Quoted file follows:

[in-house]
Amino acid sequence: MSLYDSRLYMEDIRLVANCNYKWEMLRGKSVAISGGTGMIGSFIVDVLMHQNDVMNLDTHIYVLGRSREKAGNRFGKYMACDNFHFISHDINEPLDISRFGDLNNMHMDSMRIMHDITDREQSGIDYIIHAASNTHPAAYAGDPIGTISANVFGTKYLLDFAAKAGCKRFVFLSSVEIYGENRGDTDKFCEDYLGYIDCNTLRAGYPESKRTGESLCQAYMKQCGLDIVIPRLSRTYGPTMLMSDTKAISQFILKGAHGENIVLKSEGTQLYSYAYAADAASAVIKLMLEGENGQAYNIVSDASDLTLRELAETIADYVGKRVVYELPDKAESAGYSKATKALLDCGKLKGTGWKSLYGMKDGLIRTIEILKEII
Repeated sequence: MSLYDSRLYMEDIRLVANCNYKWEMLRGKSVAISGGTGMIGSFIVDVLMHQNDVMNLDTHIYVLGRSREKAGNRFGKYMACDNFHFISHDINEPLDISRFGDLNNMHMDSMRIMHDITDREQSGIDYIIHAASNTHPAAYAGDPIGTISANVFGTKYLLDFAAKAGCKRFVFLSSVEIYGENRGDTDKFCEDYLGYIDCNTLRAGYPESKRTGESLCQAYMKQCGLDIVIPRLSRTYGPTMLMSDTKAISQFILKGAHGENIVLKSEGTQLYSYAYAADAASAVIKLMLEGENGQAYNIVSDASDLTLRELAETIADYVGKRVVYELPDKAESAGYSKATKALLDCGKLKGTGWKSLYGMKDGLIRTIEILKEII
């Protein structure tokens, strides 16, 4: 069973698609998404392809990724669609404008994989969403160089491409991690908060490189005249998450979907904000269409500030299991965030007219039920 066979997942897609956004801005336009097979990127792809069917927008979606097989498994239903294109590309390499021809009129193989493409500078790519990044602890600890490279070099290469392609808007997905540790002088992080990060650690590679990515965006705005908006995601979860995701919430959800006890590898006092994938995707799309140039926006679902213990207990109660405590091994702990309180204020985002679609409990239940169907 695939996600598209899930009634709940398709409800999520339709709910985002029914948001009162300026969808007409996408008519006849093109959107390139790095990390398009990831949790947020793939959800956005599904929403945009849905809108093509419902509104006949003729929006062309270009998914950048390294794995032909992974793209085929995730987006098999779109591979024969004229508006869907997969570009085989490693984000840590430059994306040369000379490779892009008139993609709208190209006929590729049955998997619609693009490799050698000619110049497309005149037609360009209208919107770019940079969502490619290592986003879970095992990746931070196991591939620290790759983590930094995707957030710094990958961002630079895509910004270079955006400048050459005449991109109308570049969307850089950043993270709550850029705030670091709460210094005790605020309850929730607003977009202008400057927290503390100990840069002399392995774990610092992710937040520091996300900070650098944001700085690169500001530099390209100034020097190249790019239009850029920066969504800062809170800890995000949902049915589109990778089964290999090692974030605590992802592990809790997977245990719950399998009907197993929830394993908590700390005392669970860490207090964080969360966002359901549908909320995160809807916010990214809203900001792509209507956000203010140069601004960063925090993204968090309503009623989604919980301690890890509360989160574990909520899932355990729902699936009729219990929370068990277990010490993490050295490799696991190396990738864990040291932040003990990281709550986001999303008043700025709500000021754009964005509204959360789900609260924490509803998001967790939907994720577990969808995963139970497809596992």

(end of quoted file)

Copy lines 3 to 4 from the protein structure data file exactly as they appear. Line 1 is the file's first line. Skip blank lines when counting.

Repeated sequence: MSLYDSRLYMEDIRLVANCNYKWEMLRGKSVAISGGTGMIGSFIVDVLMHQNDVMNLDTHIYVLGRSREKAGNRFGKYMACDNFHFISHDINEPLDISRFGDLNNMHMDSMRIMHDITDREQSGIDYIIHAASNTHPAAYAGDPIGTISANVFGTKYLLDFAAKAGCKRFVFLSSVEIYGENRGDTDKFCEDYLGYIDCNTLRAGYPESKRTGESLCQAYMKQCGLDIVIPRLSRTYGPTMLMSDTKAISQFILKGAHGENIVLKSEGTQLYSYAYAADAASAVIKLMLEGENGQAYNIVSDASDLTLRELAETIADYVGKRVVYELPDKAESAGYSKATKALLDCGKLKGTGWKSLYGMKDGLIRTIEILKEII
């Protein structure tokens, strides 16, 4: 069973698609998404392809990724669609404008994989969403160089491409991690908060490189005249998450979907904000269409500030299991965030007219039920 066979997942897609956004801005336009097979990127792809069917927008979606097989498994239903294109590309390499021809009129193989493409500078790519990044602890600890490279070099290469392609808007997905540790002088992080990060650690590679990515965006705005908006995601979860995701919430959800006890590898006092994938995707799309140039926006679902213990207990109660405590091994702990309180204020985002679609409990239940169907 695939996600598209899930009634709940398709409800999520339709709910985002029914948001009162300026969808007409996408008519006849093109959107390139790095990390398009990831949790947020793939959800956005599904929403945009849905809108093509419902509104006949003729929006062309270009998914950048390294794995032909992974793209085929995730987006098999779109591979024969004229508006869907997969570009085989490693984000840590430059994306040369000379490779892009008139993609709208190209006929590729049955998997619609693009490799050698000619110049497309005149037609360009209208919107770019940079969502490619290592986003879970095992990746931070196991591939620290790759983590930094995707957030710094990958961002630079895509910004270079955006400048050459005449991109109308570049969307850089950043993270709550850029705030670091709460210094005790605020309850929730607003977009202008400057927290503390100990840069002399392995774990610092992710937040520091996300900070650098944001700085690169500001530099390209100034020097190249790019239009850029920066969504800062809170800890995000949902049915589109990778089964290999090692974030605590992802592990809790997977245990719950399998009907197993929830394993908590700390005392669970860490207090964080969360966002359901549908909320995160809807916010990214809203900001792509209507956000203010140069601004960063925090993204968090309503009623989604919980301690890890509360989160574990909520899932355990729902699936009729219990929370068990277990010490993490050295490799696991190396990738864990040291932040003990990281709550986001999303008043700025709500000021754009964005509204959360789900609260924490509803998001967790939907994720577990969808995963139970497809596992």